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3. Advanced Course

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  1. 1. What is Taproot?
  2. 2. Blockchain bridges – what are they?
  3. 3. What is Ethereum Plasma?
  4. 4. What is Ethereum Casper?
  5. 5. What is Zk-SNARK and Zk-STARK? 
  6. 6. What is Selfish Mining? 
  7. 7. What is spoofing in the cryptocurrency market? 
  8. 8. Schnorr signatures - what are they? 
  9. 9. MimbleWimble - what is it? 
  10. 10. What is digital property rights in NFT?
  11. 11. What are ETFs and what role do they play in the cryptocurrency market? 
  12. 12. How to verify a cryptocurrency project – cryptocurrency tokenomics 
  13. 13. What is the 51% attack on blockchain?
  14. 14. What is DAO, and how does it work?
  15. 15. Zero-knowledge proof – a protocol that respects privacy 
  16. 16. What is EOSREX?
  17. 17. What is Proof of Elapsed Time (PoET)?
  18. 18. Mirror Protocol – what it is? 
  19. 19. What are synthetic assets? 
  20. 20. How to create your own NFT? 
  21. 21. Definition of DeFi, and what are its liquidations?
  22. 22. New identity system - Polygon ID
  23. 23. Ethereum Foundation and the Scroll protocol - what is it?
  24. 24. What is Byzantine fault tolerance in blockchain technology?
  25. 25. Scalability of blockchain technology - what is it?
  26. 26. Interchain Security - new Cosmos (ATOM) protocol
  27. 27. Coin Mixing vs. Coin Join - definition, opportunities, and threats
  28. 28. What is Ethereum Virtual Machine (EVM) and how does it work?
  29. 29. Soulbound Tokens - what are they, and how do they work?
  30. 30. Definition of LIDO - what is it?
  31. 31. What are Threshold Signatures, and how do they work?
  32. 32. Blockchain technology and cyberattacks.
  33. 33. Bitcoin script - what it is, and what you should know about it.
  34. 34. What is zkEVM, and what are its basic features?
  35. 35. Do confidential transactions on blockchain exist? What is a Confidential Transaction?
  36. 36. Algorithmic stablecoins - everything you should know about them.
  37. 37. Polygon Zk Rollups ZKP - what should you know about it?
  38. 38. What is Web3 Infura?
  39. 39. Mantle - Ethereum L2 scalability - how does it work?
  40. 40. What is the NEAR Rainbow Bridge?
  41. 41. Liquid Staking Ethereum and LSD tokens. What do you need to know about it?
  42. 42. Top 10 blockchain oracles. How do they work? How do they differ?
  43. 43. What are Web3.js and Ether.js? What are the main differences between them?
  44. 44. What is StarkWare, and recursive validity proofs
  45. 45. Quant Network: scalability of the future
  46. 46. Polygon zkEVM - everything you need to know
  47. 47. What is Optimism (OP), and how do its roll-ups work?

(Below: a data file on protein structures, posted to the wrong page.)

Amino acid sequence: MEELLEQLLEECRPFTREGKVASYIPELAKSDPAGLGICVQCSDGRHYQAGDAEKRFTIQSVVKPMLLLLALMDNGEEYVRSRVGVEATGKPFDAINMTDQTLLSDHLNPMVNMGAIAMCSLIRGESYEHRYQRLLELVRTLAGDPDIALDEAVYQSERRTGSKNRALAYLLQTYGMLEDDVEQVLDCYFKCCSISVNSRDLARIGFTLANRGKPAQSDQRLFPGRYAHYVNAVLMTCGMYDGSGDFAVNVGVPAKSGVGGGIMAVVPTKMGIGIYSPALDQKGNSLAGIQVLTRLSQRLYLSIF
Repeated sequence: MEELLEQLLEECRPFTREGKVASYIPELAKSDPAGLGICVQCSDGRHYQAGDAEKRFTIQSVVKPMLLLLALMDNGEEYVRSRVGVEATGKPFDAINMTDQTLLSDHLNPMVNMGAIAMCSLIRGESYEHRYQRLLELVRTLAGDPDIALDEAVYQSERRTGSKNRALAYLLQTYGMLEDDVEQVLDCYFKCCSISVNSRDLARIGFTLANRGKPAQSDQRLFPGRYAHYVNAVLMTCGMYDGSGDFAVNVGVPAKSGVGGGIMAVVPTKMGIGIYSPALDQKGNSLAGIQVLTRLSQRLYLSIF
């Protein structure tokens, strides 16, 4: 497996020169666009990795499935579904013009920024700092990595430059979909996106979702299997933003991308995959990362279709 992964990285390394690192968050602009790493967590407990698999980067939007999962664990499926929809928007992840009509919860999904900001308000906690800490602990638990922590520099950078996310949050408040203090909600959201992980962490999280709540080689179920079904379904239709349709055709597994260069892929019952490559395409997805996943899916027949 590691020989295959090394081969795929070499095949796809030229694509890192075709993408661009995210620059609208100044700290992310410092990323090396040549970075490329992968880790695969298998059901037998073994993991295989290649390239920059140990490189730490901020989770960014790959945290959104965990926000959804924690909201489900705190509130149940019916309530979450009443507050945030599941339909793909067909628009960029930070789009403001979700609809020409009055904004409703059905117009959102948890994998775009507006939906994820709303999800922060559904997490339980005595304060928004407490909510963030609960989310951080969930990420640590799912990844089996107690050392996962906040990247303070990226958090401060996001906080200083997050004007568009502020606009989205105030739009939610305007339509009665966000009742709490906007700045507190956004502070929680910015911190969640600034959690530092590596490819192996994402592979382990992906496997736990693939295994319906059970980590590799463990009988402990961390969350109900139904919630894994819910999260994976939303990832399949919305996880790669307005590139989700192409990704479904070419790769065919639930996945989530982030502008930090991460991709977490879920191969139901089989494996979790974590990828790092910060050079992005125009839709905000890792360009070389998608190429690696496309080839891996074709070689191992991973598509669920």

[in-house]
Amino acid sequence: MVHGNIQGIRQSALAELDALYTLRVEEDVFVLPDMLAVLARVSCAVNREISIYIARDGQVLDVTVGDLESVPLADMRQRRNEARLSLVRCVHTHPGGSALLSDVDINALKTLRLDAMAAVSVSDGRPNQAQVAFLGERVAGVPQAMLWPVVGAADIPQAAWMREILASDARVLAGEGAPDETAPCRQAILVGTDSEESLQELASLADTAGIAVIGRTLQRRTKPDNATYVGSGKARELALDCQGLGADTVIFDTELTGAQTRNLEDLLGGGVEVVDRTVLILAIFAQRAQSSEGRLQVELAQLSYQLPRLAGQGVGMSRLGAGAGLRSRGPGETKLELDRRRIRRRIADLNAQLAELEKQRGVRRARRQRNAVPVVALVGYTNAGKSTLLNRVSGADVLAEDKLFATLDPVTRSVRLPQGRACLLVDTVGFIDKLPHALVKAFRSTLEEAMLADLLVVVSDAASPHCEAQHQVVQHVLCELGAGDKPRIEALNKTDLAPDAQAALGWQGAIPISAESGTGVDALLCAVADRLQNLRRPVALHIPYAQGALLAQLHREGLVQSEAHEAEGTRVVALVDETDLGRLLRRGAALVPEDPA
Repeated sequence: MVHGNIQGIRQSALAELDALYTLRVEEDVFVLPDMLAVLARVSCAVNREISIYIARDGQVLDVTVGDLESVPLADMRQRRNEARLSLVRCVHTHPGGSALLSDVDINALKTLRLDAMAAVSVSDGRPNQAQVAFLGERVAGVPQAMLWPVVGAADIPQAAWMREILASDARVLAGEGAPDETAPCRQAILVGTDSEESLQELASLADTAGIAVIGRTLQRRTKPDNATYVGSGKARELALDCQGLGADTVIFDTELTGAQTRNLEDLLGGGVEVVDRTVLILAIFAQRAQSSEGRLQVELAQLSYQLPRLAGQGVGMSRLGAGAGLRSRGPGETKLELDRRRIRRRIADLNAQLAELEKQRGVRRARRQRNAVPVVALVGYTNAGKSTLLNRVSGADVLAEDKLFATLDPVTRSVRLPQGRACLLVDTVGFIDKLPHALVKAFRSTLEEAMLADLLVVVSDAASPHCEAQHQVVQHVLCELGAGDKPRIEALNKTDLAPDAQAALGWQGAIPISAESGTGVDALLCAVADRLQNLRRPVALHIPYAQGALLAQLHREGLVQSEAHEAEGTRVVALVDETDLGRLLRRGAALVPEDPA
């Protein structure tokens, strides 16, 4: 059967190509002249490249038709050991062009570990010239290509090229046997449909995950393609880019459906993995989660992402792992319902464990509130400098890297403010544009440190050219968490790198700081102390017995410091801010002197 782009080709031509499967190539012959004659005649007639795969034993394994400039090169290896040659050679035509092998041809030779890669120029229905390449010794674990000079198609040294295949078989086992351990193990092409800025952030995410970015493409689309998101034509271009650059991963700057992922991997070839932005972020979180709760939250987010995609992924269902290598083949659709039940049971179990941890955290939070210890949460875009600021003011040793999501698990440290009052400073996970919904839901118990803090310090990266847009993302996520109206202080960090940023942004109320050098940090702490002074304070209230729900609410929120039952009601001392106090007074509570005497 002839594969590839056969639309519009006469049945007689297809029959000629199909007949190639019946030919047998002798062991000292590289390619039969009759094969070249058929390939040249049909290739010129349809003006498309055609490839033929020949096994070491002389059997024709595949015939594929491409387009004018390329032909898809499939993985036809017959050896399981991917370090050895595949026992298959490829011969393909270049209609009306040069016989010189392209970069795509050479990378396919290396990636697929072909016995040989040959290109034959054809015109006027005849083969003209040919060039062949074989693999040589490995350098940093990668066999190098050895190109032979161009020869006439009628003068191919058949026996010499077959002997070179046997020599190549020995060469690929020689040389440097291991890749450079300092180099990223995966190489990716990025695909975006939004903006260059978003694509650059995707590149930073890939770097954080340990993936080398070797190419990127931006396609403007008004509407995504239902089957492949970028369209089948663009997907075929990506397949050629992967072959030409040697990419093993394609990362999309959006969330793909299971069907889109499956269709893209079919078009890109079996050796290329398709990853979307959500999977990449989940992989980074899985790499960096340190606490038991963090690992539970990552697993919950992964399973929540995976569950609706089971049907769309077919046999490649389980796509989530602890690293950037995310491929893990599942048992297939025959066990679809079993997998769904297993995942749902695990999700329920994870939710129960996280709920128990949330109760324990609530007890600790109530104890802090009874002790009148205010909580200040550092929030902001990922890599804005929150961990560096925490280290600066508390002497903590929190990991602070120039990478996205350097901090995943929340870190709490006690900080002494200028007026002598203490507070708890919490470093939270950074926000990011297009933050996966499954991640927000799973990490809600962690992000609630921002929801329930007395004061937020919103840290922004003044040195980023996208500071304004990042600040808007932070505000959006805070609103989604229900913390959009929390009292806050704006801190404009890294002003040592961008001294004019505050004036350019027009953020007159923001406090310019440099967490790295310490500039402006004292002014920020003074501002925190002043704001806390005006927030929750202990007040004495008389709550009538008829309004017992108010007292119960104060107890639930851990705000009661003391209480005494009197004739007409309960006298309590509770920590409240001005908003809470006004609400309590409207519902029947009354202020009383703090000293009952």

48. 48. What are RPC nodes, and how do they work?
  49. 49. SEI Network: everything you need to know about the Tier 1 solution for DeFi
  50. 50. Types of Proof-of-Stake Consensus Mechanisms: DPoS, LPoS and BPoS
  51. 51. Bedrock: the epileptic curve that ensures security!
  52. 52. What is Tendermint, and how does it work?
  53. 53. Pantos: how to solve the problem of token transfer between blockchains?
  54. 54. What is asymmetric encryption?
  55. 55. Base-58 Function in Cryptocurrencies
  56. 56. What Is the Nostr Protocol and How Does It Work?
  57. 57. What Is the XDAI Bridge and How Does It Work?
  58. 58. Solidity vs. Rust: What Are the Differences Between These Programming Languages?
  59. 59. What Is a Real-Time Operating System (RTOS)?
  60. 60. What Is the Ethereum Rinkeby Testnet and How Does It Work?
  61. 61. What Is Probabilistic Encryption?
  62. 62. What is a Pinata in Web 3? We explain!
  63. 63. What Is EIP-4337? Will Ethereum Account Abstraction Change Web3 Forever?
  64. 64. What are smart contract audits? Which companies are involved?
  65. 65. How does the AirGapped wallet work?
  66. 66. What is proto-danksharding (EIP-4844) on Ethereum?
  67. 67. What is decentralised storage and how does it work?
  68. 68. How to Recover Cryptocurrencies Sent to the Wrong Address or Network: A Practical Guide
  69. 69. MPC Wallet and Multilateral Computing: Innovative Technology for Privacy and Security
  70. 70. Threshold signature in cryptography: an advanced signing technique!
  71. 71. Vanity address in cryptocurrencies: what is it and what are its characteristics?
  72. 72. Reentrancy Attack on smart contracts: a threat to blockchain security!
  73. 73. Slither: a static analyser for smart contracts!
  74. 74. Sandwich Attack at DeFi: explanation and risks!
  75. 75. Blockchain RPC for Web3: A key technology in the world of decentralized finance!
  76. 76. Re-staking: the benefits of re-posting in staking!